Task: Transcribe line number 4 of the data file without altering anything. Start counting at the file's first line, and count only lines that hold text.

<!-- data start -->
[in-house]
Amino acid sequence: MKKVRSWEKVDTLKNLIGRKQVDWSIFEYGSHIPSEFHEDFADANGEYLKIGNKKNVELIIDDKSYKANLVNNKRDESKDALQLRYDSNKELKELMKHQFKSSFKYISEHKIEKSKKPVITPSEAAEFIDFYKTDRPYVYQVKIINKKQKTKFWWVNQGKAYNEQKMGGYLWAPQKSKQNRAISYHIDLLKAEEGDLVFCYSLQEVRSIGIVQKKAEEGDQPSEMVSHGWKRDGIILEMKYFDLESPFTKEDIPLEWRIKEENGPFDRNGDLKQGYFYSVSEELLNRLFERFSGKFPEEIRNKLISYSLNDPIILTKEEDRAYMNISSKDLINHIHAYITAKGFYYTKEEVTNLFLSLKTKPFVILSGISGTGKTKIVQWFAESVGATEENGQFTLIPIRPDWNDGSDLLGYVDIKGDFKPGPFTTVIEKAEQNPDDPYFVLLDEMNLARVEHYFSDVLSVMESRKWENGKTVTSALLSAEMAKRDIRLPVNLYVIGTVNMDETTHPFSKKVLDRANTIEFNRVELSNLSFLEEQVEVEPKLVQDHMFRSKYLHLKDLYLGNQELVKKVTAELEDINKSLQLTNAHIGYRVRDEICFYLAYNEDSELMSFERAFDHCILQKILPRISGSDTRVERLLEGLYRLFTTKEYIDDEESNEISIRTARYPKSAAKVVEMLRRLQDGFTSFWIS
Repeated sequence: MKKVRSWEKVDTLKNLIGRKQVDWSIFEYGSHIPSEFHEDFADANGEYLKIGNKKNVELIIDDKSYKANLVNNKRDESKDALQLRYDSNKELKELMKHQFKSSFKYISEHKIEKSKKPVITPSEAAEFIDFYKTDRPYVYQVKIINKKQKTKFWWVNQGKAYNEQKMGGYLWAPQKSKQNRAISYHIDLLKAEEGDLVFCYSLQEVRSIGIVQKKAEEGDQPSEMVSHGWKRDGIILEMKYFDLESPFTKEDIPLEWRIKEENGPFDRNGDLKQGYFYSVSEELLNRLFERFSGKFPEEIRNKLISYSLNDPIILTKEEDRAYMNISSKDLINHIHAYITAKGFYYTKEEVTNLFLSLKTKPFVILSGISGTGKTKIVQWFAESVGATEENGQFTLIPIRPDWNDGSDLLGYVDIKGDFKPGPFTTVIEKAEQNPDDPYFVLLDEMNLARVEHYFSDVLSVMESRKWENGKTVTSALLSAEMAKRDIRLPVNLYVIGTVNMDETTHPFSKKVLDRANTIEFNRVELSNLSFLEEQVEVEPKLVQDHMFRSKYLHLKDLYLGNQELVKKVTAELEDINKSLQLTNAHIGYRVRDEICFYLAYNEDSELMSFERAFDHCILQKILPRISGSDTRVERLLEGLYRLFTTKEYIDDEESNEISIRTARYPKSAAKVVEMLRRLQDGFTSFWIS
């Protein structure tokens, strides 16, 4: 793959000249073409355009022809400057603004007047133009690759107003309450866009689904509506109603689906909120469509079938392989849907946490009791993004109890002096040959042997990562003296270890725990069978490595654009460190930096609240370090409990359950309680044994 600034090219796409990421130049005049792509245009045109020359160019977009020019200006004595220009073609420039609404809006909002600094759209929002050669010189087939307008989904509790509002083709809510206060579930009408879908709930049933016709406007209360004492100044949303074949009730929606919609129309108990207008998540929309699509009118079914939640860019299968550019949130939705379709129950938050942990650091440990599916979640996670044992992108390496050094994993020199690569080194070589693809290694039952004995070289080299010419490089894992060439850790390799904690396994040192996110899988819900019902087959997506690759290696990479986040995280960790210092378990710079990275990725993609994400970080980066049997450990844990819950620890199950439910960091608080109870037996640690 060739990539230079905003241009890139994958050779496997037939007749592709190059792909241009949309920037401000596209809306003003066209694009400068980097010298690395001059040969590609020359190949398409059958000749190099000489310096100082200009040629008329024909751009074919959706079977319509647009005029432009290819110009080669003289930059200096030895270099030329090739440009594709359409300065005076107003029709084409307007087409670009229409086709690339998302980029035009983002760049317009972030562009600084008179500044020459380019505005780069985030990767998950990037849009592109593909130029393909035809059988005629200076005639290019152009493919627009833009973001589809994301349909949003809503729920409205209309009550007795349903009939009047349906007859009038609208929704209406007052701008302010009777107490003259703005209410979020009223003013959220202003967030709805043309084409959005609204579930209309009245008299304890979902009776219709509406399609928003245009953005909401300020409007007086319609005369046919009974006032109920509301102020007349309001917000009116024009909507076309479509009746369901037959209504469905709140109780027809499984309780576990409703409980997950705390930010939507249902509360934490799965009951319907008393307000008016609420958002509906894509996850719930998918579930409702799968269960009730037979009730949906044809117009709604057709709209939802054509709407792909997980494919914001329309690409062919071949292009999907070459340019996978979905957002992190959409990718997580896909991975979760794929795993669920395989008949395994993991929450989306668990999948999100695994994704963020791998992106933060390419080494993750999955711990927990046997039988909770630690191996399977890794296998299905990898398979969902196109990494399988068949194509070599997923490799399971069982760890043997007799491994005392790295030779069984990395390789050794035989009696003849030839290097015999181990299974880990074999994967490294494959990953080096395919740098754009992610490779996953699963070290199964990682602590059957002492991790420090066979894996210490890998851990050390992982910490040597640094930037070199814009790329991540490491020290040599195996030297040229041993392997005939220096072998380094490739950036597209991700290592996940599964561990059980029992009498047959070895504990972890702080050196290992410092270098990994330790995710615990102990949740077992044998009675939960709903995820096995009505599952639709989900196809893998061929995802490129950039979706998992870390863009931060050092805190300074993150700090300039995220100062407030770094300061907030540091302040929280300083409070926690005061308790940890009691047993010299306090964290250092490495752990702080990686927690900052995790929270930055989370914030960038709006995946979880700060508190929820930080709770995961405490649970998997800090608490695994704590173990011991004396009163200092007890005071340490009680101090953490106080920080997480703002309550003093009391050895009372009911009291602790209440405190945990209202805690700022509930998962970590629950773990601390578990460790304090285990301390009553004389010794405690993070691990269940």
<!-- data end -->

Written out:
């Protein structure tokens, strides 16, 4: 793959000249073409355009022809400057603004007047133009690759107003309450866009689904509506109603689906909120469509079938392989849907946490009791993004109890002096040959042997990562003296270890725990069978490595654009460190930096609240370090409990359950309680044994 600034090219796409990421130049005049792509245009045109020359160019977009020019200006004595220009073609420039609404809006909002600094759209929002050669010189087939307008989904509790509002083709809510206060579930009408879908709930049933016709406007209360004492100044949303074949009730929606919609129309108990207008998540929309699509009118079914939640860019299968550019949130939705379709129950938050942990650091440990599916979640996670044992992108390496050094994993020199690569080194070589693809290694039952004995070289080299010419490089894992060439850790390799904690396994040192996110899988819900019902087959997506690759290696990479986040995280960790210092378990710079990275990725993609994400970080980066049997450990844990819950620890199950439910960091608080109870037996640690 060739990539230079905003241009890139994958050779496997037939007749592709190059792909241009949309920037401000596209809306003003066209694009400068980097010298690395001059040969590609020359190949398409059958000749190099000489310096100082200009040629008329024909751009074919959706079977319509647009005029432009290819110009080669003289930059200096030895270099030329090739440009594709359409300065005076107003029709084409307007087409670009229409086709690339998302980029035009983002760049317009972030562009600084008179500044020459380019505005780069985030990767998950990037849009592109593909130029393909035809059988005629200076005639290019152009493919627009833009973001589809994301349909949003809503729920409205209309009550007795349903009939009047349906007859009038609208929704209406007052701008302010009777107490003259703005209410979020009223003013959220202003967030709805043309084409959005609204579930209309009245008299304890979902009776219709509406399609928003245009953005909401300020409007007086319609005369046919009974006032109920509301102020007349309001917000009116024009909507076309479509009746369901037959209504469905709140109780027809499984309780576990409703409980997950705390930010939507249902509360934490799965009951319907008393307000008016609420958002509906894509996850719930998918579930409702799968269960009730037979009730949906044809117009709604057709709209939802054509709407792909997980494919914001329309690409062919071949292009999907070459340019996978979905957002992190959409990718997580896909991975979760794929795993669920395989008949395994993991929450989306668990999948999100695994994704963020791998992106933060390419080494993750999955711990927990046997039988909770630690191996399977890794296998299905990898398979969902196109990494399988068949194509070599997923490799399971069982760890043997007799491994005392790295030779069984990395390789050794035989009696003849030839290097015999181990299974880990074999994967490294494959990953080096395919740098754009992610490779996953699963070290199964990682602590059957002492991790420090066979894996210490890998851990050390992982910490040597640094930037070199814009790329991540490491020290040599195996030297040229041993392997005939220096072998380094490739950036597209991700290592996940599964561990059980029992009498047959070895504990972890702080050196290992410092270098990994330790995710615990102990949740077992044998009675939960709903995820096995009505599952639709989900196809893998061929995802490129950039979706998992870390863009931060050092805190300074993150700090300039995220100062407030770094300061907030540091302040929280300083409070926690005061308790940890009691047993010299306090964290250092490495752990702080990686927690900052995790929270930055989370914030960038709006995946979880700060508190929820930080709770995961405490649970998997800090608490695994704590173990011991004396009163200092007890005071340490009680101090953490106080920080997480703002309550003093009391050895009372009911009291602790209440405190945990209202805690700022509930998962970590629950773990601390578990460790304090285990301390009553004389010794405690993070691990269940």